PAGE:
Let’s Get this Right from the Start
“A journey of a thousand miles begins with a single step.” -- Lao-tzu
“When you read, you begin with A-B-C, a very good place to start.” -- Fraulein Maria
“Now you’re cooking with grease!” -- my seventh-grade science teacher
When it comes to long journeys, musical numbers, and simple machine experiments, we can all probably come up with some good advice on where to begin. But successful implementation of education reform…well, that’s a different thing. MDC and Achieving the Dream developed the Right from the Start series of practitioner-focused, evidence-based briefs to highlight strategies that support the significant number of students who arrive on campus underprepared for credit-bearing coursework. Serving these students, who often undertake adult basic education and developmental education courses, is an important part of the community college dual mission of access and success.
The briefs examine several community college reform efforts within the Achieving the Dream network, including participants in the Development Education Initiative, using the “adoption and adaptation” framework developed by the Community College Research Center. This framework goes beyond the promise of “best practice” and presents institutional characteristics and activities that support successful implementation and long-lasting reform. From diagnosing the issue and selecting a reform that meets those particular needs to refining the method according to unique institutional characteristics, CCRC researchers offer a reflective approach to institutional change that has positive effects for students and the organization as a whole. A Right from the Start overview lays out the rationale for focusing on college-readiness reforms; it’s followed by three college-focused briefs:
Zane State College and the Community College of Baltimore County pursued distinctive approaches to accelerating student progress that aligned with their institutional missions and student populations. At Zane, compression means shortening the overall duration of a course but maintaining the same number of instructional hours. The college pursued a holistic, student-centered approach to help students build academic, social, and cultural skills. At CCBC, the compression strategy pairs two courses with complementary content, which students take simultaneously—the landmark Accelerated Learning Program.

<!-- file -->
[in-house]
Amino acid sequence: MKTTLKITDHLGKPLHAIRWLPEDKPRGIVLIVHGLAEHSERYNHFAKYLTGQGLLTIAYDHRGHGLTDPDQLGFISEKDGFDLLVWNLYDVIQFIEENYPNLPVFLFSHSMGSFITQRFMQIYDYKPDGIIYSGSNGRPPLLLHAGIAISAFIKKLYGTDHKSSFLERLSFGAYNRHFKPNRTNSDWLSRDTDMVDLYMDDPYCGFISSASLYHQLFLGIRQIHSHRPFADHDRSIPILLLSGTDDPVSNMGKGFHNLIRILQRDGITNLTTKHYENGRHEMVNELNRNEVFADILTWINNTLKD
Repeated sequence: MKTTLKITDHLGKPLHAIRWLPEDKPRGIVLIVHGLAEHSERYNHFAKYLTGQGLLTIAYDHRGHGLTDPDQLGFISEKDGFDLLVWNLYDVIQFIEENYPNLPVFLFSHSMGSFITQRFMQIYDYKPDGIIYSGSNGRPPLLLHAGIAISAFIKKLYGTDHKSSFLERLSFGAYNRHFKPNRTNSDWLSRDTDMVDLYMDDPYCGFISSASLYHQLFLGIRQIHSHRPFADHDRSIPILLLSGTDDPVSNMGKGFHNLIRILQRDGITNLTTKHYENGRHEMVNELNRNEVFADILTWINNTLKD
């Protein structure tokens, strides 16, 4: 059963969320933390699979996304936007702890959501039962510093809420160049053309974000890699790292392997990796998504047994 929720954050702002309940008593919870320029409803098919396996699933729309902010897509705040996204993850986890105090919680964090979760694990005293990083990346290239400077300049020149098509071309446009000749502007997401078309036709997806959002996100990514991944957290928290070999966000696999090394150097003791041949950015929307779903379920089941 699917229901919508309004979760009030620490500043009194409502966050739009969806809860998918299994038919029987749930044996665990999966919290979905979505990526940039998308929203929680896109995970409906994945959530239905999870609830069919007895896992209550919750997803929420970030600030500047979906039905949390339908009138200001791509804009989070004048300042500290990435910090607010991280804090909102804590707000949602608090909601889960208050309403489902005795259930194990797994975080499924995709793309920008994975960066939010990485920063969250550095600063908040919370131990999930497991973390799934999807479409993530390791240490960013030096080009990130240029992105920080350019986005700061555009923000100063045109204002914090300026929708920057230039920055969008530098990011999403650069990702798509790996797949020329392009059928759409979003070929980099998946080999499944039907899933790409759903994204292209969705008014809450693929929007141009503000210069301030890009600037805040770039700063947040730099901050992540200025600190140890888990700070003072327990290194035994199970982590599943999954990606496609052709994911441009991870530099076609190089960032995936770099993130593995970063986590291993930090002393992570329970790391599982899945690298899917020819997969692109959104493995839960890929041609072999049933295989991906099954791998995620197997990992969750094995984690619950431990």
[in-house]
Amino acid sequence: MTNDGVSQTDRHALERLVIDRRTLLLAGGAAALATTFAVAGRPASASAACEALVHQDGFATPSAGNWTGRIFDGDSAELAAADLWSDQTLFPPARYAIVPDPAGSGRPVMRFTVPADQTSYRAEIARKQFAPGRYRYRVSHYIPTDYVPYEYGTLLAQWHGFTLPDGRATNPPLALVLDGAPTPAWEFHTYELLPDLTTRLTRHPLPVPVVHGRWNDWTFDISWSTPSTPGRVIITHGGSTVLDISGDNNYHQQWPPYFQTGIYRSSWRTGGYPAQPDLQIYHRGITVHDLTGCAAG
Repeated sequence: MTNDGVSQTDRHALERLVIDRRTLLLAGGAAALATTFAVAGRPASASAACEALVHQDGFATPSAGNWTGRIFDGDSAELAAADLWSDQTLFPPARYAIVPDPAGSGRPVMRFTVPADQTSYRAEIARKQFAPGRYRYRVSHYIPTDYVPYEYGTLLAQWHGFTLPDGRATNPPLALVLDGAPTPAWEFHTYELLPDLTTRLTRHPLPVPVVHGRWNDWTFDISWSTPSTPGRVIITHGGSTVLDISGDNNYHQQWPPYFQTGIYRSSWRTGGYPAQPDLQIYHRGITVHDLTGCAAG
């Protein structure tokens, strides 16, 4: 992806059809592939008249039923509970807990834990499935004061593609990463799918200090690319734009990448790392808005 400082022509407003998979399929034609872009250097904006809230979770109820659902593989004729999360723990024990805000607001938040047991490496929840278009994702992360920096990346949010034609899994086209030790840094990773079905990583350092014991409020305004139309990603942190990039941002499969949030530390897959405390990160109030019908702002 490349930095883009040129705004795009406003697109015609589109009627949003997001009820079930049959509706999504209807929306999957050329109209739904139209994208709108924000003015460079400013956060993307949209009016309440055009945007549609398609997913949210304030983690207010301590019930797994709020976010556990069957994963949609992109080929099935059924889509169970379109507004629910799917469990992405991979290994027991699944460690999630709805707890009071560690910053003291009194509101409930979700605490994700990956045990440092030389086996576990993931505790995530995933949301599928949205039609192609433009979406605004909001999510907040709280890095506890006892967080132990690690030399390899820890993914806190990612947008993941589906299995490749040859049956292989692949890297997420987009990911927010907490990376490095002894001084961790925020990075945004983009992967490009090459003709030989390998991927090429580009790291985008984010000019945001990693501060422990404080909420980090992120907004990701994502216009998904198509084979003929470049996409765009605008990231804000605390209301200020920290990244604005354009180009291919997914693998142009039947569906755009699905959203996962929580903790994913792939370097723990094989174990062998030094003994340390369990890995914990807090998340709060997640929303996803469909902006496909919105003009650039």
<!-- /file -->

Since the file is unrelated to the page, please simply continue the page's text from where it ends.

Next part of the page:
El Paso Community College, Bunker Hill Community College, and Patrick Henry Community College incorporated technology into the curriculum to support student progress in mathematics. Each college took its own path: El Paso developed a self-accelerated emporium-style computer lab; Patrick Henry incorporated a state-mandated, fully-modularized, math curricula; and Bunker Hill’s contextualized redesign integrated tech-based skill building.
Tacoma Community College (TCC) and South Texas College (STC) each focused on contextualization as a cornerstone of reform. Building on lessons from Integrated Basic Education and Skills Training (IBEST) efforts on their campus, TCC drew on a culture of team teaching and radically different—for them—approach to professional development to reimagine the content and student-teacher relationship in developmental English. STC fostered cross-discipline faculty collaboration to contextualize developmental English courses with content and assignments based in popular undergraduate courses like history and psychology.
All three briefs point to what colleges can do to improve equitable outcomes for their students:
- Understand the diversity of developmental education students. Colleges need to carefully consider the varied experience of underprepared students when assessing the support those students need to succeed. It may be necessary to have multiple strategies tailored to different student groups.
- Emphasize teaching and learning. Focusing attention on teaching and learning is a critical thread in all of the successful developmental education reforms featured in this series. That means colleges address academic content and structures as well as non-academic topics, such as navigating college culture and student self-efficacy.
- Build whole-college solutions. Lasting, scaled change is most likely when efforts engage a broad range of college practitioners in examining student outcomes, designing the change process, mastering the skills required to implement new approaches, and refining these efforts over time.
It is our hope that these briefs will spark new ideas for practitioners who are committed to helping their students succeed—right from the start.